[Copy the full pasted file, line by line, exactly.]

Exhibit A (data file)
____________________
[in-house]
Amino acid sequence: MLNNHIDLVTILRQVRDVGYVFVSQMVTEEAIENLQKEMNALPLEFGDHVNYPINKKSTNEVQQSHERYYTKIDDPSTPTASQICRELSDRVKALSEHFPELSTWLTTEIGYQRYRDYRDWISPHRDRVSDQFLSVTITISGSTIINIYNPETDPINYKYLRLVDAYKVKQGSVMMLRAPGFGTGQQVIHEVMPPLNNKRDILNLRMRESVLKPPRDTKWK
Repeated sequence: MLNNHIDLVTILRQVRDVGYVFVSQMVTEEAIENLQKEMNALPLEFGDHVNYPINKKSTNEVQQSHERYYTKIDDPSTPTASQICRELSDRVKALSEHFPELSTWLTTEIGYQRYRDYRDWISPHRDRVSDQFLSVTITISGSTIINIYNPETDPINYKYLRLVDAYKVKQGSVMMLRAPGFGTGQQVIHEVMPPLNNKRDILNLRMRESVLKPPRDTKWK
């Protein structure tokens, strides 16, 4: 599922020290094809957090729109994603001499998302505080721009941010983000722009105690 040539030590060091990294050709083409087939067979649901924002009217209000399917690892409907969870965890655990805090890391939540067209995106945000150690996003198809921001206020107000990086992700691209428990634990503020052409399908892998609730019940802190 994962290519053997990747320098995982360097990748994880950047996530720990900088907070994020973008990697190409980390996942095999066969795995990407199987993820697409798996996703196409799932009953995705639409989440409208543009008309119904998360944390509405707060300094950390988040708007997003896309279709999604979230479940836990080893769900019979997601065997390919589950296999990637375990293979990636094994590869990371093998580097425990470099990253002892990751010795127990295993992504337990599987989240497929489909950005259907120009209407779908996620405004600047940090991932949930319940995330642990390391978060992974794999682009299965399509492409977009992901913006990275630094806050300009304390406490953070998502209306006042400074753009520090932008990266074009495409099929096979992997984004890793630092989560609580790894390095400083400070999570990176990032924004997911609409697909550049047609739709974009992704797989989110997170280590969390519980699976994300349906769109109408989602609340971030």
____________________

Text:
[in-house]
Amino acid sequence: MLNNHIDLVTILRQVRDVGYVFVSQMVTEEAIENLQKEMNALPLEFGDHVNYPINKKSTNEVQQSHERYYTKIDDPSTPTASQICRELSDRVKALSEHFPELSTWLTTEIGYQRYRDYRDWISPHRDRVSDQFLSVTITISGSTIINIYNPETDPINYKYLRLVDAYKVKQGSVMMLRAPGFGTGQQVIHEVMPPLNNKRDILNLRMRESVLKPPRDTKWK
Repeated sequence: MLNNHIDLVTILRQVRDVGYVFVSQMVTEEAIENLQKEMNALPLEFGDHVNYPINKKSTNEVQQSHERYYTKIDDPSTPTASQICRELSDRVKALSEHFPELSTWLTTEIGYQRYRDYRDWISPHRDRVSDQFLSVTITISGSTIINIYNPETDPINYKYLRLVDAYKVKQGSVMMLRAPGFGTGQQVIHEVMPPLNNKRDILNLRMRESVLKPPRDTKWK
């Protein structure tokens, strides 16, 4: 599922020290094809957090729109994603001499998302505080721009941010983000722009105690 040539030590060091990294050709083409087939067979649901924002009217209000399917690892409907969870965890655990805090890391939540067209995106945000150690996003198809921001206020107000990086992700691209428990634990503020052409399908892998609730019940802190 994962290519053997990747320098995982360097990748994880950047996530720990900088907070994020973008990697190409980390996942095999066969795995990407199987993820697409798996996703196409799932009953995705639409989440409208543009008309119904998360944390509405707060300094950390988040708007997003896309279709999604979230479940836990080893769900019979997601065997390919589950296999990637375990293979990636094994590869990371093998580097425990470099990253002892990751010795127990295993992504337990599987989240497929489909950005259907120009209407779908996620405004600047940090991932949930319940995330642990390391978060992974794999682009299965399509492409977009992901913006990275630094806050300009304390406490953070998502209306006042400074753009520090932008990266074009495409099929096979992997984004890793630092989560609580790894390095400083400070999570990176990032924004997911609409697909550049047609739709974009992704797989989110997170280590969390519980699976994300349906769109109408989602609340971030």